This would have to be one of my favourite times of year to fish. You still have all the Summer species like whiting and flathead around in the river but, more importantly for me, it marks the start of my land-based game season.
And with the best weather, water quality and temperatures we have seen for a while combined with abundance of bait around, I am hoping for a good run of longtail tuna off the rocks this season.
The past couple of seasons have been atrocious due to floods and rain.
My longtail set-up consists of an 8’ 10-25lb BJP Full Scale War LTLB Series rod, a Shimano Tiagra 20 and a couple of hundred metres of 30lb Schneider Fine Line. I have found this combo to be a very reliable set up over time.
There also should be some tailor around on the rocks and beaches.
If you like bait fishing for them try some blue pillies, or bonito, if you’re lucky enough to have some in your possession. Late afternoon and early morning are prime times to be out there with a line in the water.
If lures are more your thing could do worse than throwing some spinners around for choppers. My favourite at the moment is the 60g River 2 Sea Sea Rock but you still cannot go past the old faithful gold Halco Twisty 70g.
If you want to hunt for a better quality greenback, try a popper off the headlands. I find the Halco 135 Roosta popper to be one of the more productive poppers in my lure box.
In the mighty Clarence River, without any rain to concentrate the fish in the bottom reaches, catching fish might take a bit more searching than usual but persistence should pay off.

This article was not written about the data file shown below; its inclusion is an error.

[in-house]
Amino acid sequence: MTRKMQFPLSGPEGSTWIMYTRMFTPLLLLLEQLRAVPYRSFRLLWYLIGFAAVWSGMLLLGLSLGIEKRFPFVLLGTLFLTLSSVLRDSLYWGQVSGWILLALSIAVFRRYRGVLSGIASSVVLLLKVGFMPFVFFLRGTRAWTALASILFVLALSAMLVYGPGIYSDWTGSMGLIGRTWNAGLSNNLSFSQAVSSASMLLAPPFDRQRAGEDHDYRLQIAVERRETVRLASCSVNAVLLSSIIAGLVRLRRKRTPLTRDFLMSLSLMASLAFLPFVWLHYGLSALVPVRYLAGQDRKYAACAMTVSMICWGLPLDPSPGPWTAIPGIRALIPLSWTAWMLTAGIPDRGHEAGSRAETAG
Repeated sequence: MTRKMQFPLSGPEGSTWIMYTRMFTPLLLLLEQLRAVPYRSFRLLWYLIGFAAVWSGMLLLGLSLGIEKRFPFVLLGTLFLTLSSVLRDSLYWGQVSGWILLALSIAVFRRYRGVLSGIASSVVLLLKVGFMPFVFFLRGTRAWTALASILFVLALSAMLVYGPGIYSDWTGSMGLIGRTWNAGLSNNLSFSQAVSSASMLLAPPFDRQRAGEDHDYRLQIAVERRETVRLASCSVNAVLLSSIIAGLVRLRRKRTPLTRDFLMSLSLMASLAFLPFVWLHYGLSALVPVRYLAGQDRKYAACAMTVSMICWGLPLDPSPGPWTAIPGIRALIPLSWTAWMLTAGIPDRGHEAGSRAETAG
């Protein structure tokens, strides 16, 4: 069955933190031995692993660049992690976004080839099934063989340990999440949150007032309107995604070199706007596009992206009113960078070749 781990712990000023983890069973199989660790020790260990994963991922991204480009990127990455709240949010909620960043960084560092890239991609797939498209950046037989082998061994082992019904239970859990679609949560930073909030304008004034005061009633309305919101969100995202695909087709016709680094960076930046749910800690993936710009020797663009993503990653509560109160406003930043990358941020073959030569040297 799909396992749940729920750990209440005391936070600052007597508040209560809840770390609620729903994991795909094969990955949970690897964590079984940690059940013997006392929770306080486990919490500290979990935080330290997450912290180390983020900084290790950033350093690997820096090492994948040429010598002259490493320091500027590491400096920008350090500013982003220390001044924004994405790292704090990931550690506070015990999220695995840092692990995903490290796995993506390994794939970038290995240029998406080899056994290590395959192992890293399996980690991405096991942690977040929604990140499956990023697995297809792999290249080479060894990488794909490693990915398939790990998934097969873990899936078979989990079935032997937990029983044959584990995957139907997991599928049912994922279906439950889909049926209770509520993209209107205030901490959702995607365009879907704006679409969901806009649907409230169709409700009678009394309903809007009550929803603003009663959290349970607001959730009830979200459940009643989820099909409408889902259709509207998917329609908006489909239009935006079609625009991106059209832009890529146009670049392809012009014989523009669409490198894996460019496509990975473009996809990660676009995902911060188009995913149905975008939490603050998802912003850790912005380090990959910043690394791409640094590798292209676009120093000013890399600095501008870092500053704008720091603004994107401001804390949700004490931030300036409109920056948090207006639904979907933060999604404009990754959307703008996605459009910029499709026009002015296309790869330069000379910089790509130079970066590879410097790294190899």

The weedy drop-offs will still be holding some nice eating flatties around 40cm-50cm and if you do catch a big girl, please think of our fishing future and let her go. These fish are this river’s breeding stock and if we want to keep catching these tasty sport fish, we all have to look after them.
I like to chase flatties with 1/4oz TT Switch Blades or a 4” soft plastic on a 1/4oz jig head. In clear water I like to use more natural colours, anything white or brown.
If the rains do come tumbling down…
That same ocean current that makes the land-based game fishing heat up around this time of year will also be firing up the fish for the boat crews.
Trolling around pink squid skirts and floating pillies will account for their fair share of spotted mackerel.
If you are after bigger game, slow-trolling livies will be the best way to entice a bite out of those bigger pelagics like Spanish mackerel and cobia.
There is still the chance of crossing paths with one of those little black marlin that have been abundant up and down the coast this year.
I know we all like to get out and chase the pelagics when they’re in town and it can get a bit crowded, so a little commonsense and courtesy can go a long way in making everyone’s day just that bit more enjoyable.Reads: 1414